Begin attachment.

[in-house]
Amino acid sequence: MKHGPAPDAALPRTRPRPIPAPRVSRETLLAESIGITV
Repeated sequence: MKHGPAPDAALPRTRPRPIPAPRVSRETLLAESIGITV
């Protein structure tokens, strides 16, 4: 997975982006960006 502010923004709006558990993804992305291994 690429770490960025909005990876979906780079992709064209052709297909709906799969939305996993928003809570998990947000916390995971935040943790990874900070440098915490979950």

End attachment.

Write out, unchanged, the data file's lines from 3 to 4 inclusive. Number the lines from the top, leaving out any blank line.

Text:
Repeated sequence: MKHGPAPDAALPRTRPRPIPAPRVSRETLLAESIGITV
């Protein structure tokens, strides 16, 4: 997975982006960006 502010923004709006558990993804992305291994 690429770490960025909005990876979906780079992709064209052709297909709906799969939305996993928003809570998990947000916390995971935040943790990874900070440098915490979950």